The epic battle of Karbala, contrary to what you hear from some over-zealous ecclesiastics, was not decided in the battlefield. It was decided in the hearts of those who draw inspiration from Karbala and single-mindedly resist the forces that terrorize, intimidate, humiliate and kill.

These forces have existed since the time of Prophet Adam, as noted by the celebrated Iranian scholar Dr. Ali Shariati. “Our history, starting from Habil and Ghabil, is the manifestation of the eternal conflict between the two poles of God and Satan, though in each period of time these two poles have disguised differently.” And the evil forces have always faced disgraceful defeat, as emphasized in the Holy Quran. “And Allah will by no means give the unbelievers a way against the believers.” (Surah Nisa)

In the month of Muharram, Muslims around the world collectively remember the martyrs of Karbala and reaffirm their pledge to carry forward the mission of Husain (as). Muharram commemorations were first held by Imam Husain’s sister Sayyeda Zainab (sa) and his son Imam Zainul Abideen (as). Zainab (SA) – who came to be known as Fasihah (skillfully fluent) and Balighah (intensely eloquent) – played a significant role in the aftermath of Karbala.

Dr. Ali Shariati pays her a beautiful tribute. “She accomplished her mission thoroughly, perfectly and fairly. She expressed with words the truth that Hussein expressed with blood… It was Zainab (sa) who stood against and confronted the ruling oppressive power and overcame all resistance.”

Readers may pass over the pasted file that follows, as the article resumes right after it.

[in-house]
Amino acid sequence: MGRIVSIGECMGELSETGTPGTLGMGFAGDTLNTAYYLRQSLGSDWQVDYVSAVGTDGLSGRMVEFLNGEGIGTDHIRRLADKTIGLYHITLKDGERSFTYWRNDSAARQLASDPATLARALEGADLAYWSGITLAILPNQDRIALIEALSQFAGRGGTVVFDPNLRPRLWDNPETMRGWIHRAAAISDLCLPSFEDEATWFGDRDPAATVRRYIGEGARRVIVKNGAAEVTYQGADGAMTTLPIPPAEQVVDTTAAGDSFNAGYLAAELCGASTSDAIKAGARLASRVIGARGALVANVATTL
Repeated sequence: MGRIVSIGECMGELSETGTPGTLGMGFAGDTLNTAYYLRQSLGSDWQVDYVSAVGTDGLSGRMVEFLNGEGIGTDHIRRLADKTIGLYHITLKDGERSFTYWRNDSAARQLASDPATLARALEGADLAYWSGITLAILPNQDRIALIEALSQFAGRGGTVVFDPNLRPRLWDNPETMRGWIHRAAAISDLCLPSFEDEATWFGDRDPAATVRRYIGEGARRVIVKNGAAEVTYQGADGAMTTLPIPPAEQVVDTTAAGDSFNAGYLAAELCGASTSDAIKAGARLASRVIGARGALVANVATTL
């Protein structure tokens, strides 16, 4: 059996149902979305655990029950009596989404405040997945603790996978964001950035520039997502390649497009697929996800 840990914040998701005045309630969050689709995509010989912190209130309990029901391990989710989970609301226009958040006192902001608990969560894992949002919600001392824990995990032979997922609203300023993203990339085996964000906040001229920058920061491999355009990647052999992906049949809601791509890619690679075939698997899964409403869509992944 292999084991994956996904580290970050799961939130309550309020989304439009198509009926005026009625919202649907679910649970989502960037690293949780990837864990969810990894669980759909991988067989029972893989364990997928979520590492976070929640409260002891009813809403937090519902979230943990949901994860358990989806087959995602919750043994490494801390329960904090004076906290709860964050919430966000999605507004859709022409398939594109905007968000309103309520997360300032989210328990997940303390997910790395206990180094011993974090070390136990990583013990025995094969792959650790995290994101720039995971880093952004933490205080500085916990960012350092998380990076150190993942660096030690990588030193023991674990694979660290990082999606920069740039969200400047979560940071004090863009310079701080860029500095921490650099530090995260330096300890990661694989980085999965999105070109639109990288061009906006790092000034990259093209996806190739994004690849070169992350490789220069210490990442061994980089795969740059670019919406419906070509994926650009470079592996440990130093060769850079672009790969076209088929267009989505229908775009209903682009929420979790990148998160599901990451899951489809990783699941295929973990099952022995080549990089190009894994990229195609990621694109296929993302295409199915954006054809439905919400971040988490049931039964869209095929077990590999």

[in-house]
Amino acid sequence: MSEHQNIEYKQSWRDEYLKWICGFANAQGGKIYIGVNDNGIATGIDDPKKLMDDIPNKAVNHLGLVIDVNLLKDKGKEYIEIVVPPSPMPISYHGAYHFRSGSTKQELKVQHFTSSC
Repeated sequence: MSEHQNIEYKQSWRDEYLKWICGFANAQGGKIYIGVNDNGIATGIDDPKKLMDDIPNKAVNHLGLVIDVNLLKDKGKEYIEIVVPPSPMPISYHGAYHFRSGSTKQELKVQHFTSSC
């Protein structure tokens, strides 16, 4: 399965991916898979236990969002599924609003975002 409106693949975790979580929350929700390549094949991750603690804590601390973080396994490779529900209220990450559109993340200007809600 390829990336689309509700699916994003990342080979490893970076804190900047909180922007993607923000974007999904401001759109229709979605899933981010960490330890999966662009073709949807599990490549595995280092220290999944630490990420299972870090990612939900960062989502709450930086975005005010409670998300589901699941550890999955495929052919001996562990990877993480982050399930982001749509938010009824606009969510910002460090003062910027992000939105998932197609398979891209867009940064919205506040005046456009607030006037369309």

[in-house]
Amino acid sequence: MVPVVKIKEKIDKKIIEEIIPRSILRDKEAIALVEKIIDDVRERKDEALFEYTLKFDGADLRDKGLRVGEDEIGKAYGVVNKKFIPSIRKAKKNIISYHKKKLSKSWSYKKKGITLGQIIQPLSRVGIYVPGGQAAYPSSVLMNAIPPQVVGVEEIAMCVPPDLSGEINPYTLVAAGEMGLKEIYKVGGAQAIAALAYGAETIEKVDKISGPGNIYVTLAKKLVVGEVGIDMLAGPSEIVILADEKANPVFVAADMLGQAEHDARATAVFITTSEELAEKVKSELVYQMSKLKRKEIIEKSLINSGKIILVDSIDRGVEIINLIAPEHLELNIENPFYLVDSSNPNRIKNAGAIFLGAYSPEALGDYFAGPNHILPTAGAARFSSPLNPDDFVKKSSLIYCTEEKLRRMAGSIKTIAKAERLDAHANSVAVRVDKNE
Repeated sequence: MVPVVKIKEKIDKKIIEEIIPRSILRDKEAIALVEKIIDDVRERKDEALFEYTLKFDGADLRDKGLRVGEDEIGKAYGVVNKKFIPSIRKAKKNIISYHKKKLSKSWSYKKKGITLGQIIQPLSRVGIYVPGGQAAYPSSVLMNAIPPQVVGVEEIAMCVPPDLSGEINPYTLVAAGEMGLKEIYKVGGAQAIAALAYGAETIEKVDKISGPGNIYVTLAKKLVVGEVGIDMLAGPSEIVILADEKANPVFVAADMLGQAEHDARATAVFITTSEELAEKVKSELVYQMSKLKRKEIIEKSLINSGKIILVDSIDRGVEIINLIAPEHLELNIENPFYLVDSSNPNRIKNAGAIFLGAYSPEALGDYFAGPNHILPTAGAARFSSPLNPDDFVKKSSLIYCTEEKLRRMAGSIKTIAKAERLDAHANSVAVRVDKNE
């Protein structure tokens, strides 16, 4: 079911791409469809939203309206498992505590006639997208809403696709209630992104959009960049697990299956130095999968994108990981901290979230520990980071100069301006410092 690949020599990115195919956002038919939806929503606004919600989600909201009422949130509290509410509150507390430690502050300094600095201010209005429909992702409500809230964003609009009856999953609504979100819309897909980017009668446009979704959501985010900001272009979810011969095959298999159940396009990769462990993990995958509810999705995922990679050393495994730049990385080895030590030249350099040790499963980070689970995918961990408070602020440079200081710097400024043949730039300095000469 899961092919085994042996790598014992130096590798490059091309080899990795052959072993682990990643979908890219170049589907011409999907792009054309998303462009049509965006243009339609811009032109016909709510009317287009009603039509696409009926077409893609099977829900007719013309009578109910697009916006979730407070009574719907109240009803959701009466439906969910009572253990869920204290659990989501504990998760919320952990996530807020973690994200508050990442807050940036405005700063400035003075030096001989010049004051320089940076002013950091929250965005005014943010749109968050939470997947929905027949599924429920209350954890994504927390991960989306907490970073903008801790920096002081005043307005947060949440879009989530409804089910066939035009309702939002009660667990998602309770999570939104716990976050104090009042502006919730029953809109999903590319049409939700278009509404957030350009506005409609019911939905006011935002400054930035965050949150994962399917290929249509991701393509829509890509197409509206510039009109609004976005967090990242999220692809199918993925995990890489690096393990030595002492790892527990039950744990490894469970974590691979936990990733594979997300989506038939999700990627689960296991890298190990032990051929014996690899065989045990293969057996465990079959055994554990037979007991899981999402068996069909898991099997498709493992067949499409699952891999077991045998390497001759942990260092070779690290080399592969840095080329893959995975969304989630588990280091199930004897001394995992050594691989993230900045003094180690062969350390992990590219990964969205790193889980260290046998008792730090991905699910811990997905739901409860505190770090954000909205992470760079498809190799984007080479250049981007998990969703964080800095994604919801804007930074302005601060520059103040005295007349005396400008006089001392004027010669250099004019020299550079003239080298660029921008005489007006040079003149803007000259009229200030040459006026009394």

Even 1400 years on, these annual commemorations have not lost their significance or relevance, but have become more popular and powerful.

Massive processions are taken out across the world in this month to send out a clear and strong message that injustice vanishes and truth shines bright. The soul-stirring elegies and hymns recited in Muharram gatherings remind us of the cruelty of Yazid and patience of Husain (as). They speak of the unyielding stand taken by Husain (as) and give a sense of hope and purpose to those who believe in the righteousness of their cause.

These commemorations help us reorganize our life around the principles exemplified by Husain (as) and his followers in Karbala. That is precisely why these processions, which are completely peaceful in nature, come under attack in places like Afghanistan, Iraq and Pakistan. The attackers belong to the cult of Yazid and they see these annual commemorations as defiance to their cruelty and aggression.

Every revolution, Dr. Ali Shariati says, has two visages: blood and the message. Husain (as) and his companions undertook the mission of blood. The second and equally important mission is to carry the message of this blood to future generations. We, the campaigners of truth and justice, have been entrusted with the task that was first carried out by Zainab (sa) after the battle of Karbala.

The 20 million people who marched by foot from Najaf to Karbala on Arbaeen (the fortieth day after Ashura) last year, beating the heat and ISIS threats, bore testimony to the fact that the mission of Zainab (sa) is alive. This year, on Arbaeen, the number of pilgrims is likely to swell even further.

The exemplary sacrifices rendered by Husain (as) and his companions will never be forgotten. As long as there is injustice, oppression and corruption in the world, Karbala will remain relevant and the message of Hussain (as) will reverberate across the world.